Design of multiple frequency continuous wave radar hardware and micro-Doppler based detection and classification algorithms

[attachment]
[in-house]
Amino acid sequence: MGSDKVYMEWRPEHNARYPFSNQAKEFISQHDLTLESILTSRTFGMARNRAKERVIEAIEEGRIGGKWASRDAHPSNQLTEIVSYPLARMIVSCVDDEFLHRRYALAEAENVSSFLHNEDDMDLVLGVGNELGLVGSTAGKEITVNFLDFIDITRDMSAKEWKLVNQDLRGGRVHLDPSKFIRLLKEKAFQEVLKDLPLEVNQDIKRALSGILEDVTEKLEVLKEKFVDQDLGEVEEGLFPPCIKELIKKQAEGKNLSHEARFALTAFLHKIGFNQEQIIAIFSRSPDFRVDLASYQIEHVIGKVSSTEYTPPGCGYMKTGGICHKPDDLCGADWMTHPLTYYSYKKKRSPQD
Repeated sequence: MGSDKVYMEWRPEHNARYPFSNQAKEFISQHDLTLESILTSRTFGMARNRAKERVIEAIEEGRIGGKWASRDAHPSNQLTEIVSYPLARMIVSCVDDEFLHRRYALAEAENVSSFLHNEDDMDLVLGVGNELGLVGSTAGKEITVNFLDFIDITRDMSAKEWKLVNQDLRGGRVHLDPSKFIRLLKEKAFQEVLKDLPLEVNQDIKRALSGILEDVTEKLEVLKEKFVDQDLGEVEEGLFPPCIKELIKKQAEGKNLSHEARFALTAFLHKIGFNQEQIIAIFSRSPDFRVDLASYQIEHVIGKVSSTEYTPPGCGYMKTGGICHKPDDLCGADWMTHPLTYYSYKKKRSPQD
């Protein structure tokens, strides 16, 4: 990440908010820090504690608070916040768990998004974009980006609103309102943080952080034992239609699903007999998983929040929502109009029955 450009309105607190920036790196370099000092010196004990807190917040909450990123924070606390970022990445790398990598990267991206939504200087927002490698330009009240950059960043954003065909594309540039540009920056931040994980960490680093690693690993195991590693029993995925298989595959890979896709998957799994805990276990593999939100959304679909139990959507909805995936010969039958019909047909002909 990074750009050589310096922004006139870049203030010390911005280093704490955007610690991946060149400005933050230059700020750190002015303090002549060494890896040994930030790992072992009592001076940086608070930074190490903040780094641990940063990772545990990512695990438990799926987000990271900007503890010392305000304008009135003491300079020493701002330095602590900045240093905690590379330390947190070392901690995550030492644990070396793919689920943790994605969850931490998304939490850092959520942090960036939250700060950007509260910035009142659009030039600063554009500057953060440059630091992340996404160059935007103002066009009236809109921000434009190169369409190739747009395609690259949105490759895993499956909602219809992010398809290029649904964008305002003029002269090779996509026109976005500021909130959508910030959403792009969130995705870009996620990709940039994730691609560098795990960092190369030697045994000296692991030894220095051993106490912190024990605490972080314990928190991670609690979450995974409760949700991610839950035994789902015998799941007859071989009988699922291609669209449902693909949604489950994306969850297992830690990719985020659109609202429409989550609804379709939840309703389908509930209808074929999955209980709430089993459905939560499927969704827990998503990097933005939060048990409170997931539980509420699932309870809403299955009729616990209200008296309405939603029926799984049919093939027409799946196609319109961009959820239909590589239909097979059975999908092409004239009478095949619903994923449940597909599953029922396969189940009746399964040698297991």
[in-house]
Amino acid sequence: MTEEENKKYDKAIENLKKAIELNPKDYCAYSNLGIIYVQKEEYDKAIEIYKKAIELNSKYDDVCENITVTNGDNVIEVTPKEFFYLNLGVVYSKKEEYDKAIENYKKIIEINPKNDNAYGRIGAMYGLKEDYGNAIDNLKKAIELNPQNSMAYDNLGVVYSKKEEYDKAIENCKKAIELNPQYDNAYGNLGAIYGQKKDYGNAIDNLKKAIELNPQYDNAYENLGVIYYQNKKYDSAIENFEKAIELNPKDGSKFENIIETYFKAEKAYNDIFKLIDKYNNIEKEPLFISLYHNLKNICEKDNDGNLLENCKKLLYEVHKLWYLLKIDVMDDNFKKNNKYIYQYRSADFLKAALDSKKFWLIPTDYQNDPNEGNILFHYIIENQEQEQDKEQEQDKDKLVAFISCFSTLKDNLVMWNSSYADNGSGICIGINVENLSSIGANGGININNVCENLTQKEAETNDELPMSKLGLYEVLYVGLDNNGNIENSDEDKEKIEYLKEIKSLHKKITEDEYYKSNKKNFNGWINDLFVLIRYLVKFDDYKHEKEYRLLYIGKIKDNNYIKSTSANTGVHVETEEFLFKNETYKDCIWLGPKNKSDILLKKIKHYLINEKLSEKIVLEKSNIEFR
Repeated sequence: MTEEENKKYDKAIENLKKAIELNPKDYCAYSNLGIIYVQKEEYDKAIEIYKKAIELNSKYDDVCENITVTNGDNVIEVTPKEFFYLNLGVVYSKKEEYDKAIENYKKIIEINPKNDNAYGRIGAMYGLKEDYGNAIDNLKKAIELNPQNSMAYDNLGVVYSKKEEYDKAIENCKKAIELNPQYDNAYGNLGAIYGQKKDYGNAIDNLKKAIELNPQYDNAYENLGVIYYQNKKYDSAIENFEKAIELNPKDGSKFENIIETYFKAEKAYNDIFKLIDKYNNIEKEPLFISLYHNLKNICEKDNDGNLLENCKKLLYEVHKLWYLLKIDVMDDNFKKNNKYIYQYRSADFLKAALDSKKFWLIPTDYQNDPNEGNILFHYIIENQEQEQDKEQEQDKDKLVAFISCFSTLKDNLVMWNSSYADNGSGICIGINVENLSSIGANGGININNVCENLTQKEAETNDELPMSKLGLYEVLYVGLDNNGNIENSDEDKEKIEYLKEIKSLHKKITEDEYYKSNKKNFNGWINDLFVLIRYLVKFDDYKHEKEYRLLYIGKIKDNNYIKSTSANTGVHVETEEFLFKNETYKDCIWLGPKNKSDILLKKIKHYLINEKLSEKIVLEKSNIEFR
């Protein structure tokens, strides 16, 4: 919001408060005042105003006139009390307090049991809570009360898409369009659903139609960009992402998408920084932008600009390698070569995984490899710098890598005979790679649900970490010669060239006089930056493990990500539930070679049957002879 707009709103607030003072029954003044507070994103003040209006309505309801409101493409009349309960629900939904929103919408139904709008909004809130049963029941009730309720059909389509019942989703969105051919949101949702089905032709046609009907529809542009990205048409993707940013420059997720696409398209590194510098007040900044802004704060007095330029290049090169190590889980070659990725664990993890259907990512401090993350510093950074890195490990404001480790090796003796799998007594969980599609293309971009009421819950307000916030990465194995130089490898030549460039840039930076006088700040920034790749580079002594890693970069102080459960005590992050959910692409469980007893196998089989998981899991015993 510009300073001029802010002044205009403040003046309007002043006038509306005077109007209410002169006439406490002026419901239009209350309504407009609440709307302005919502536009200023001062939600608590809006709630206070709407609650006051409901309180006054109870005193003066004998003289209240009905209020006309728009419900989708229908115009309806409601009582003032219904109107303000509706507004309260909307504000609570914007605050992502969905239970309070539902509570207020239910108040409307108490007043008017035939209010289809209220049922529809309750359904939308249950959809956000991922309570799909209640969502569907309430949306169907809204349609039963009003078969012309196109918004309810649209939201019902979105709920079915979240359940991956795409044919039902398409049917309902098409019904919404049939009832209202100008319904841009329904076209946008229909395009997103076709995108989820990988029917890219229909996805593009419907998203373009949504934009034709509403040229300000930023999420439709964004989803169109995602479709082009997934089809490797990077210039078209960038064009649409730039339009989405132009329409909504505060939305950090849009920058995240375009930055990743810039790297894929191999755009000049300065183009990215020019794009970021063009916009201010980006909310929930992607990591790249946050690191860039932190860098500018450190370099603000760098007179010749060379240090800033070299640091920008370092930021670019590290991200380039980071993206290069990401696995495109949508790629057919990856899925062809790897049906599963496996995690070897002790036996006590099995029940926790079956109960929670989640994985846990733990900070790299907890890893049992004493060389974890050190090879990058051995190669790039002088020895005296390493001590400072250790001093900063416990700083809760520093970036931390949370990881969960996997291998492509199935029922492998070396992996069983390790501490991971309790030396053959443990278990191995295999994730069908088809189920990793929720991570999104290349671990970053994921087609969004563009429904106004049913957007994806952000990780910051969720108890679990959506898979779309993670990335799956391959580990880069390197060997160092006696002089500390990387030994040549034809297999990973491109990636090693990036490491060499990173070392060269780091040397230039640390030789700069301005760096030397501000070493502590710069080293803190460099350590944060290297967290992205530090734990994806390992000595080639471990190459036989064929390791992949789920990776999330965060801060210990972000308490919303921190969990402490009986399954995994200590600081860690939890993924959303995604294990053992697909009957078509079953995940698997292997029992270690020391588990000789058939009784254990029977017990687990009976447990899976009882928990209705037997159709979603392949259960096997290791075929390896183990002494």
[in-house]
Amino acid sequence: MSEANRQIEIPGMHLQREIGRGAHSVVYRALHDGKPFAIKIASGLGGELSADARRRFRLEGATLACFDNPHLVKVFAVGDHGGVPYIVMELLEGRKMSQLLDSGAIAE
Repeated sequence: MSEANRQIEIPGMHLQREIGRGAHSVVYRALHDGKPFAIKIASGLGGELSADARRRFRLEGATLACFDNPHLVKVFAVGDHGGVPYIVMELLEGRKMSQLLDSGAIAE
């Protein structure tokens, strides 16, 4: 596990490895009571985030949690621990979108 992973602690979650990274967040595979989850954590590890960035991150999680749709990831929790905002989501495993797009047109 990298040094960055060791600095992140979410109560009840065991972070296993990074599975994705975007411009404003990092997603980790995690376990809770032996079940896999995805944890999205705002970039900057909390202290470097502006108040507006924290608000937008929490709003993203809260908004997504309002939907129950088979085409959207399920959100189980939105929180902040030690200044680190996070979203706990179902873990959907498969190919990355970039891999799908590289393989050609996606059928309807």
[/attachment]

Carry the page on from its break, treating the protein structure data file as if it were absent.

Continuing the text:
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Micro-Doppler is defined as scattering produced by non-rigid-body motion. This dissertation involves the design of a multiple frequency continuous wave (MFCW) radar for micro-Doppler research and detection and classification algorithm design. First, sensor hardware is developed and tested. Various design tradeoffs are considered, with the application of micro-Doppler based detection and classification in mind. A diverse database of MFCW radar micro-Doppler signatures was collected for this dissertation. The micro-Doppler signature database includes experimental data from human, vehicle, and animal targets. Signatures are acquired from targets with varying ranges, velocities, approach angles, and postures. The database is analyzed for micro-Doppler content with a focus on its application to target classification. Joint time-frequency detection algorithms are developed to improve detection performance by exploiting noise-spreading and the micro-Doppler phenomenon. Following detection algorithm development, this dissertation covers the design of micro- Doppler feature extraction, feature selection, and classification algorithms. Feature selection is performed automatically via a Fisher score initialized sequential backward selection algorithm. Classification is performed using two distinct approaches: a generative statistical classification algorithm based on Gaussian mixture models (GMMs) and a discriminative statistical classification algorithm based on support vector machines (SVMs). Classifier performance is analyzed in detail on a micro-Doppler signature database acquired over a three-year period. Both the SVM and GMM classifiers perform well on the radar target classification task (high accuracy, low nuisance alarm probability, high F-measure, etc.). The performance of both classifiers is remarkably similar, and neither algorithm dominates the other in any performance metric when using the chosen feature set. (However, the difference between SVM and GMM classification accuracy becomes statistically significant when many redundant features are present in the feature set.) The accuracy of both classifiers is shown to vary as a function of approach angle, which physically corresponds to the angular dependence of micro-Doppler. The results suggest that overall classifier performance is more sensitive to feature selection than classifier selection (with GMM being more sensitive to redundant features than SVM). Both classifiers are robust enough to handle human targets attempting to evade detection by either army crawling or hands-and-knees crawling.